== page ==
The American Auto industry has been losing billions of dollars for years. The corporate heads want to use this opportunity to bust the unions and are scapegoating them instead of facing the blame. The rust started long ago at the top!
To talk of the impending catastrophe of the failure of detroit is redundant. The catastrophe has happened. It is happening and will only get worse if the "bail out" is allowed to proceed like the Wall Street Bail out...favoring the corporate infrastructure and with out over sight. Allowing the bail out of Detroit to be a matter between federal Agencies and the already proven profligate incompetency of the CEO's is just plain idiocy and only the powder to light the keg that will result in an even bigger disaster down the line.
One question, if the Corporate solution to their problems is to simply destroy the labor unions and create a labor force working for the peanut salaries they are drooling over,
then what will happen to the middle class who buys the vehicles that Detroit wants to keep pumping out? Just a thought.
Here's a great article from the Wall Street Journal's Paul Ingrassia that summarizes how and why the US auto industry fell to pieces. My favorite part was this telling excerpt:
In Detroit, amid worker alienation and the "blue-collar blues," Chevies, Fords and Plymouths rattled, rusted and rolled over -- and those were the good ones. The Ford Pinto's gas tank was prone to explode into flames when the car was hit from the rear, making the Pinto the poster product for corporate callousness. In 1978, after three Indiana girls burned to death when their Pinto got rear-ended, Ford became the first company to be indicted for reckless homicide. The company later was acquitted, but public opinion judged the Pinto guilty.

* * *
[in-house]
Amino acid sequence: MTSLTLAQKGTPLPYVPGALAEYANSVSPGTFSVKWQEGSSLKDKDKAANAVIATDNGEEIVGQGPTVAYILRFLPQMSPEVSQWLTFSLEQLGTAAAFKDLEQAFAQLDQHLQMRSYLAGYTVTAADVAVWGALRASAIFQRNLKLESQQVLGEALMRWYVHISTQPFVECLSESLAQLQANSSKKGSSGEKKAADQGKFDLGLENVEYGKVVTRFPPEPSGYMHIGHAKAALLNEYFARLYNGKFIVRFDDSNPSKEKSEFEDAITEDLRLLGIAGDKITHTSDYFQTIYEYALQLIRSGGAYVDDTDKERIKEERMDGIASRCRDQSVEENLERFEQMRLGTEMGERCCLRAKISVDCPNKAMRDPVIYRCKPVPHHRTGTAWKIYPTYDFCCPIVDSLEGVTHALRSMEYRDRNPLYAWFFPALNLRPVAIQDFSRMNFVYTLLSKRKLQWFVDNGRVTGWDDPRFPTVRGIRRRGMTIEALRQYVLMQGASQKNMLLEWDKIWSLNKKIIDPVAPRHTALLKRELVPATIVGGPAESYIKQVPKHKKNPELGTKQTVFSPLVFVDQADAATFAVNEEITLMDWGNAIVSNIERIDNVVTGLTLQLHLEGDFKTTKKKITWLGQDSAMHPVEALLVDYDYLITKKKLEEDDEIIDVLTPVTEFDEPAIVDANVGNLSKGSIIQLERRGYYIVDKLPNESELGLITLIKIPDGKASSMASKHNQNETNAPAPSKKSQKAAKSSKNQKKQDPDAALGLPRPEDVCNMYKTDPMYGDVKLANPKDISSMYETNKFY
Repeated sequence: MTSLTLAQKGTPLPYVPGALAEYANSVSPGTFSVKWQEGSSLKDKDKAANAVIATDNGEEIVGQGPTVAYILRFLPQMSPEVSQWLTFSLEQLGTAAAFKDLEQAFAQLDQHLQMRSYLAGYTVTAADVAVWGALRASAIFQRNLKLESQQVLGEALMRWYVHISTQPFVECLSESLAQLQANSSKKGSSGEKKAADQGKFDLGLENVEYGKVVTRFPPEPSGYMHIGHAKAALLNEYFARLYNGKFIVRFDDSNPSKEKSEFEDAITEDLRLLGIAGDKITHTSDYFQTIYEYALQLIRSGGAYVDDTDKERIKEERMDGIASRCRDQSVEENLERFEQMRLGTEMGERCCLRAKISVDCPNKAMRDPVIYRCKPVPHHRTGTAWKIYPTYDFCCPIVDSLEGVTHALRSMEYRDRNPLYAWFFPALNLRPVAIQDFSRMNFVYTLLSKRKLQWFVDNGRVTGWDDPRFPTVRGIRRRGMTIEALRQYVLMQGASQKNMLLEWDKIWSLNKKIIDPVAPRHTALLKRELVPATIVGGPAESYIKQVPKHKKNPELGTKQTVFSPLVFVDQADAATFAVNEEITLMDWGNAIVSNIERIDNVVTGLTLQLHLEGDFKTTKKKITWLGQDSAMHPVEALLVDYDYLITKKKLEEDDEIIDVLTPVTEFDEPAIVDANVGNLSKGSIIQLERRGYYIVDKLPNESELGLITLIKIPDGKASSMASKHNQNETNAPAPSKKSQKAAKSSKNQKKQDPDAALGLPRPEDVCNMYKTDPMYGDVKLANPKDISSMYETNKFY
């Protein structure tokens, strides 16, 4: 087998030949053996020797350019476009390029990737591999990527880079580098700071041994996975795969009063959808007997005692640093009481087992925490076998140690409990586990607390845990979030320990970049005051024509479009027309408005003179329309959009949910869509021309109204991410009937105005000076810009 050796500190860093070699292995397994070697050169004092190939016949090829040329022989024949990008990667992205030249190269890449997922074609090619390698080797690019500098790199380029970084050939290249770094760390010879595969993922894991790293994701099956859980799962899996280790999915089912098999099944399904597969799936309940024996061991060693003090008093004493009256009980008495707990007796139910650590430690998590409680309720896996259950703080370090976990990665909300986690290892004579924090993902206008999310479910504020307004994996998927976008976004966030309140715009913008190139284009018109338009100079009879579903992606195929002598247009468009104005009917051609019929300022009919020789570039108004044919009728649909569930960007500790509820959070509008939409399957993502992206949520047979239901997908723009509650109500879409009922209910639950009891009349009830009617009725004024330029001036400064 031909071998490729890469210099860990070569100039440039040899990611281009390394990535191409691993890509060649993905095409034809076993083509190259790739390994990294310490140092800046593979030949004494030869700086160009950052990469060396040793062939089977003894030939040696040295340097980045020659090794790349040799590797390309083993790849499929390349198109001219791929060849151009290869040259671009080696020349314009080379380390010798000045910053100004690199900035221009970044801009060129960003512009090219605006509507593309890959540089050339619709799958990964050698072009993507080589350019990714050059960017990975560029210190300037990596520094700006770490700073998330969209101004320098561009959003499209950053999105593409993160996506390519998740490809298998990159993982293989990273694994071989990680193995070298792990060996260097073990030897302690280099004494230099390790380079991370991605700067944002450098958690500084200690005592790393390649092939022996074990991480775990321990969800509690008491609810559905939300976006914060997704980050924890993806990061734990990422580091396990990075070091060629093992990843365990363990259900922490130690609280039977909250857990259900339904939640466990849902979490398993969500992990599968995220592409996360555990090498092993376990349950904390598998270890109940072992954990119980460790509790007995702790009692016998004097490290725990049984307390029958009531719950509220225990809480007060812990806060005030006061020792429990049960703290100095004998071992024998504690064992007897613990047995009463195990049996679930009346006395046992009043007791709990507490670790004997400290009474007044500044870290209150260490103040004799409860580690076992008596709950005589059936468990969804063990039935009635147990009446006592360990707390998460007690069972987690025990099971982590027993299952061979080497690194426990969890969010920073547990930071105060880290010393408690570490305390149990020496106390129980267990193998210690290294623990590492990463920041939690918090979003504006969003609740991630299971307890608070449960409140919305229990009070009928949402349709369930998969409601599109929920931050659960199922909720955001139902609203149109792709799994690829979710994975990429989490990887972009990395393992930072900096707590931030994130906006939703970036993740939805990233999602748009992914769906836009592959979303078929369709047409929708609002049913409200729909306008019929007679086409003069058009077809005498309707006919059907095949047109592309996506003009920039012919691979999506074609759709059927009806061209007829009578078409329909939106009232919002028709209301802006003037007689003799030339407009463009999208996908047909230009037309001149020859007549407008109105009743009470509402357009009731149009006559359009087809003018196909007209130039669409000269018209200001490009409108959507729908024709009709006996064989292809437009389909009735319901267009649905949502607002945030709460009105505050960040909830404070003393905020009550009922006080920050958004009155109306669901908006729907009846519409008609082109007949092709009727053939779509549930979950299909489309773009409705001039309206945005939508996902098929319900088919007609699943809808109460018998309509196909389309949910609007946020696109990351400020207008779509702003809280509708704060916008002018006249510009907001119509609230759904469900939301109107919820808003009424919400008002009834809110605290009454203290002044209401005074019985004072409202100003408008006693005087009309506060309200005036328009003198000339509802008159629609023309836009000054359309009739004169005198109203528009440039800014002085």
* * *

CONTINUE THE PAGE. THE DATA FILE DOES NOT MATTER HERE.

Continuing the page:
For all the Pinto's infamy, perhaps no car better captured America's decade-long haplessness than the pug-ugly AMC Gremlin, which debuted in 1970 and died -- mercifully -- in 1980. The Gremlin's shape, fittingly, was first sketched out by an American Motors designer on the back of a Northwest Airlines air-sickness bag. On Aug. 20, 1979, 18-year-old Brad Alty, fresh out of high school in Mechanicsburg, Ohio, was driving his Gremlin to work when the car broke down. He was two-and-a-half hours late to his first day on the job at a new motorcycle factory that Honda Motor was opening in central Ohio.
For the next few weeks, Mr. Alty and his 63 co-workers did little but sweep floors and paint them with yellow lines. Then they started building three to five motorcycles a day. And at the end of each day they would disassemble each bike, piece by piece, to evaluate the workmanship.
Click here to read the entire article.